Qantas Airways Limited (ASX: QAN), Telstra Corporation Ltd (ASX: TLS) and Woodside Petroleum Limited (ASX: WPL) are three iconic companies at the top of many Australian investors? watchlists. No doubt there are some who would be contemplating adding one, or more, of these stocks to their long-term portfolios. However, I feel that none of the companies are a bargain at today?s prices. Here?s why.
Woodside is Australia?s biggest independent oil and gas company with a market capitalisation of nearly $35 billion. Over many years, Woodside?s success has stemmed largely from its ability to take on, and complete,…
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Qantas Airways Limited (ASX: QAN), Telstra Corporation Ltd (ASX: TLS) and Woodside Petroleum Limited (ASX: WPL) are three iconic companies at the top of many Australian investors’ watchlists. No doubt there are some who would be contemplating adding one, or more, of these stocks to their long-term portfolios. However, I feel that none of the companies are a bargain at today’s prices. Here’s why.
Woodside is Australia’s biggest independent oil and gas company with a market capitalisation of nearly $35 billion. Over many years, Woodside’s success has stemmed largely from its ability to take on, and complete, big projects such as North West Shelf. However, investors are currently wondering where its next wave of growth will come from.
That’s because the company recently pulled out of the running for the giant Leviathan gas field off the coast of Israel and the huge Browse FLNG project is shaping up to be very expensive. What’s more, the institutional shareholders’ decision to block management’s proposed buyback of shares from rival substantial holder, Shell, means the global energy giant will be forced to take other means to sell its stake, providing even more uncertainty for retail shareholders.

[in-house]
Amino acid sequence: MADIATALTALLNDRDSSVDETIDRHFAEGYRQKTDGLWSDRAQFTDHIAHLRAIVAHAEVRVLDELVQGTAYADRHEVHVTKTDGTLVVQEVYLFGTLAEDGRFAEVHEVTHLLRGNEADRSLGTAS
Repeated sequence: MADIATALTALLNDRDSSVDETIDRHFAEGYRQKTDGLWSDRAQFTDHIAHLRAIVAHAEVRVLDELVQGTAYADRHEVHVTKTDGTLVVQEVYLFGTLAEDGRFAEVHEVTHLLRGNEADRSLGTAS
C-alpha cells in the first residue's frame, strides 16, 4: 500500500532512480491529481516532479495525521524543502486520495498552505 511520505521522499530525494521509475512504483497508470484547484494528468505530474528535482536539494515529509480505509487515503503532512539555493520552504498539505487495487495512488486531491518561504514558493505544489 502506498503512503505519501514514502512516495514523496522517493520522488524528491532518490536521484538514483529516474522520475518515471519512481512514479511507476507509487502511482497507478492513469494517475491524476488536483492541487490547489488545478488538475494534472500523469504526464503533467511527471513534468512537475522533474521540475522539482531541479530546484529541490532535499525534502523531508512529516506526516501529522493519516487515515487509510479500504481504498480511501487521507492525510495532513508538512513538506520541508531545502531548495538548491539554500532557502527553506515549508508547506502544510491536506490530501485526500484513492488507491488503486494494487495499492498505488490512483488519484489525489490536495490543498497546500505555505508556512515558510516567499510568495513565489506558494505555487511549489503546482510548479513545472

I think Woodside’s management team is first-class but, given the amount of uncertainty moving forward, its share price is simply too expensive to justify a ‘Buy’ rating right now. I think it is a ‘Hold’ at best.
Some investors are impartial to the fact that the Flying Kangaroo operates in an incredibly competitive market with premium prices yet little, if any, advantage over its rivals. With an operating margin of less than 12%, return on equity and capital of less than 5% and an even worse net profit margin, Qantas is best left for the traders. If you want a better high-risk/high-reward investment from an ASX-listed company, I recently identified three micro-caps with much larger upside potential than Qantas, in this article.
Telstra Corporation is an excellent company with a bright future ahead. The problem is, everyone knows it. As a result, it trades on rather lofty valuation multiples. In years ahead, machine-to-machine communication, cloud computing, networked devices and unified communications will play a bigger part in our everyday lives, benefitting Telstra’s shareholders. The group’s Networked Application Services (NAS) and International divisions hope to capitalise on this megatrend and will become the group’s most lucrative divisions in years ahead.
Therefore, despite its high valuation, I think Telstra is a ‘Hold’ at today’s prices.
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Telstra is my favourite blue-chip stock on the ASX because of its defensive qualities and modest but sustainable, growth potential. However there’s two reasons it’s not in my portfolio.
1. It’s expensive, and;
2. It’s a $67 billion company. So there’s little chance of its share price doubling in the next 10 years.
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Motley Fool Contributor Owen Raszkiewicz does not have a financial interest in the companies mentioned.